Phoenix medical center to launch $1M ALS study in fall
When a patient is diagnosed with amyotrophic lateral sclerosis (ALS), the bad news only gets worse.
“The average life expectancy for someone with ALS, is two to three years,” Dr. Robert Bowser said.
Bowser, of the Barrow Neurological Institute in Phoenix, underscored the word “average” because the neurodegenerative disease leaves a wide margin for guessing a patient’s true prognosis.
“In reality,” he said, “you can see a patient progress and pass within six months, while other patients might live far longer than a decade.”
That uncertainty has driven Bowser and his team to focus on finding ALS biomarkers that could help with diagnosis, prognosis, and medical intervention.
The biggest obstacle to finding those biomarkers is funding for a large study. “Clinical research is costly,” Bowser said.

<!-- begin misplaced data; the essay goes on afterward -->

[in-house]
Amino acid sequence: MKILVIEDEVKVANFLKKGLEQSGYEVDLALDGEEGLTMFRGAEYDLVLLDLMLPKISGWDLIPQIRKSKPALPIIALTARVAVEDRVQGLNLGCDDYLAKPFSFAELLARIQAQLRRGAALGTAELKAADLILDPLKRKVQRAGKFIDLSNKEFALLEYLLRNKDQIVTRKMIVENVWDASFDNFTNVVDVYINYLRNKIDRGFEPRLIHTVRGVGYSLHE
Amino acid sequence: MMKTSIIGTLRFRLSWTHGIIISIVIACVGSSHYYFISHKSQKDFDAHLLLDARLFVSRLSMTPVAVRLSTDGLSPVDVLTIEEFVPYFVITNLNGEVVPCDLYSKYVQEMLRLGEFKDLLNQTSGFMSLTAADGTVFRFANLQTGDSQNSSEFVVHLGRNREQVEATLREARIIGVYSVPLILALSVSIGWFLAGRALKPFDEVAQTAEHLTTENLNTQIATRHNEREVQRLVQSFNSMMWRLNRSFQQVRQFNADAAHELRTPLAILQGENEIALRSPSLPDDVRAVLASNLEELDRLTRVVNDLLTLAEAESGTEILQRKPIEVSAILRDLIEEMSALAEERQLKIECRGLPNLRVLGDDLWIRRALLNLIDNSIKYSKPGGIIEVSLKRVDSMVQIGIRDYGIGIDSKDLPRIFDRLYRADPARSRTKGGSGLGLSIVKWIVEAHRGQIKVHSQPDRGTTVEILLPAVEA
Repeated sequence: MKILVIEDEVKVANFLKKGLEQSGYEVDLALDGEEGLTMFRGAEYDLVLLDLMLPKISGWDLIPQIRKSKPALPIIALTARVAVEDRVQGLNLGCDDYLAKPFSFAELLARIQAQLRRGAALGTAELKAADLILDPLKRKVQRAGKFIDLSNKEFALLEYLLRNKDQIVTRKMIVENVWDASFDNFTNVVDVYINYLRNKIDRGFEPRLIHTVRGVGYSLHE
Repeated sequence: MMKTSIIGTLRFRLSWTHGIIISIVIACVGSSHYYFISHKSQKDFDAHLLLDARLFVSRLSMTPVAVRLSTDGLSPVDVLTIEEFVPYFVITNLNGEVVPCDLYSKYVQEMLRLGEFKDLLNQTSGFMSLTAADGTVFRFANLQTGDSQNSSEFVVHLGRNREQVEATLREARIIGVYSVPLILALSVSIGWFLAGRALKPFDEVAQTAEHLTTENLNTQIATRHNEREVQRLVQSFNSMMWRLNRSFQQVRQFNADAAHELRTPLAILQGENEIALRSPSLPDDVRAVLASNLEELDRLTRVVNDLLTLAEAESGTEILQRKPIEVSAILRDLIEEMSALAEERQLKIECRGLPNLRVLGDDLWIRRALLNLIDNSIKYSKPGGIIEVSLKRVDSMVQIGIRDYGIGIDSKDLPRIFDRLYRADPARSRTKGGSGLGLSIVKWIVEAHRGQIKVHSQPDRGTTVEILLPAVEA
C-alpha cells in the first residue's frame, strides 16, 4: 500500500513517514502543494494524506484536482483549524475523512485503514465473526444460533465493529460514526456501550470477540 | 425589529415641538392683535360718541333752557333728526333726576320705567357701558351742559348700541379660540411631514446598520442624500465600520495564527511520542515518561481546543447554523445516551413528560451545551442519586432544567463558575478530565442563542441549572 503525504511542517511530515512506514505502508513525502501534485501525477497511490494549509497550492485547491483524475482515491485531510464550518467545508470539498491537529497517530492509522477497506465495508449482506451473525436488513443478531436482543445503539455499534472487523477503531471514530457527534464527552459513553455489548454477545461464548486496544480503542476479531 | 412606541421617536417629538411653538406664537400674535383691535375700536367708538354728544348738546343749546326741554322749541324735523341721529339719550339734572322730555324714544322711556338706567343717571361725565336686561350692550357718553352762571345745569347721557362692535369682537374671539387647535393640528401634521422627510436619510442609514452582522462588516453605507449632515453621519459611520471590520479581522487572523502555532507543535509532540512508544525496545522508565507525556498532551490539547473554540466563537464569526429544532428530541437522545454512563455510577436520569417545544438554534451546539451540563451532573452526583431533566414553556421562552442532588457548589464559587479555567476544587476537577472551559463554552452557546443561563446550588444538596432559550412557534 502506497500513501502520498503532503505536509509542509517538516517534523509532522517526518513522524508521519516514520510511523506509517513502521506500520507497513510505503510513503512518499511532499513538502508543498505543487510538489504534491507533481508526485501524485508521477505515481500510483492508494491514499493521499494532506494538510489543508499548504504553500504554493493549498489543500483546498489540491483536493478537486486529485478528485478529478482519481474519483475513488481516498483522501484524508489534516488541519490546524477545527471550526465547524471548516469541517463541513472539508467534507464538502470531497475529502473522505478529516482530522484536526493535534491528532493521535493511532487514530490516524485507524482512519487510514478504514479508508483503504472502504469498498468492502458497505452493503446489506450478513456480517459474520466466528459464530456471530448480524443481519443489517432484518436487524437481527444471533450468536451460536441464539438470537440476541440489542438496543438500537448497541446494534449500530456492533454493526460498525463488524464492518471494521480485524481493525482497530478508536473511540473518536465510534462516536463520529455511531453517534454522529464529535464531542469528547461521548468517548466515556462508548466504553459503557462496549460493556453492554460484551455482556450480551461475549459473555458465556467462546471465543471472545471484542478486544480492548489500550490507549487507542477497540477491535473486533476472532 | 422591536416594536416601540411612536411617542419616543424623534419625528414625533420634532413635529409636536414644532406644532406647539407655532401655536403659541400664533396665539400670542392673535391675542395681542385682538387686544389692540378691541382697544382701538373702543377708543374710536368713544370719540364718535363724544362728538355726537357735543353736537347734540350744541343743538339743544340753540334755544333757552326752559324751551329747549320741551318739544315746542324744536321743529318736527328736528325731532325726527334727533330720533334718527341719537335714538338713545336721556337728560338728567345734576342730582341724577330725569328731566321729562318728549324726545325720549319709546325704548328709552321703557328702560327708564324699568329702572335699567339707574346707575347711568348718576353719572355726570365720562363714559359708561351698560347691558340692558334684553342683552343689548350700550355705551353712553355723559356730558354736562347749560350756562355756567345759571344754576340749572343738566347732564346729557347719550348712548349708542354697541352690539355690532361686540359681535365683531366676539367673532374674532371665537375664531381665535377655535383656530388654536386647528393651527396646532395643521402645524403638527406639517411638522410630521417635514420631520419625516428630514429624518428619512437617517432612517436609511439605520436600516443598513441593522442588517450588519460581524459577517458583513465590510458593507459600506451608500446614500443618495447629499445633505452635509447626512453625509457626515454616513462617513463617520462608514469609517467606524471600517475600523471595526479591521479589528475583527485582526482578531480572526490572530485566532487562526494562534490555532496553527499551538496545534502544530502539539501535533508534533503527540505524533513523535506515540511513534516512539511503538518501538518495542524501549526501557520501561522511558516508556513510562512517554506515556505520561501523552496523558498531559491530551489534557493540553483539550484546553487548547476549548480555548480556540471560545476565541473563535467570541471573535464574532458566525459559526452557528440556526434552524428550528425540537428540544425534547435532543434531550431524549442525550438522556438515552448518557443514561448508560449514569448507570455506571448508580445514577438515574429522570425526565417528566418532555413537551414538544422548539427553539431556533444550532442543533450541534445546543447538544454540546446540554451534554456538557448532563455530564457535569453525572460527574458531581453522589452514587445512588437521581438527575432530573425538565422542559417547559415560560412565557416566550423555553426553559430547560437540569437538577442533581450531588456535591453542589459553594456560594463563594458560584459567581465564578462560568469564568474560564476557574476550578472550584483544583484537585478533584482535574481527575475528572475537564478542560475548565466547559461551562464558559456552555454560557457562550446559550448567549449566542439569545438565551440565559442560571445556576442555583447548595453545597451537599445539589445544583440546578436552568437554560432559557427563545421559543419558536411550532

Researchers got a big boost with last summer’s ALS Ice bucket challenge. It went viral on social media and splashed $200 million into the national funding stream, with a half-million dollars trickling down to Barrow’s ALS research labs.
“When we got the grant, the Gregory Fulton ALS Center matched that fund,” he said.
Bowser credited Ira and Mary Lou Fulton’s establishing the ALS Center in honor of their son, Greg. That has pushed Barrow into the forefront of ALS research in clinical trials, and likely, “helped land the ALS ice bucket challenge grant.”
With the $1 million, “We’re going to (recruit) about 200 patients and follow them over time,” Bowser said, “with the big question being, how rapidly do these (ALS variations) progress? And, can we identify markers that will denote who is going to progress rapidly and who is going to progress slowly?”
Two years into the three-year study, Bowser estimated important data will surface with clearer bio markers and possible clues help to stop the disease’s progression.
The Arizona Diamondbacks will be adding to the cause: Thursday at 10:15 a.m., they’ll douse themselves in an ice bucket challenge at Chase Field. Then the club will hand over a $10,000 check to help Barrow continue its research.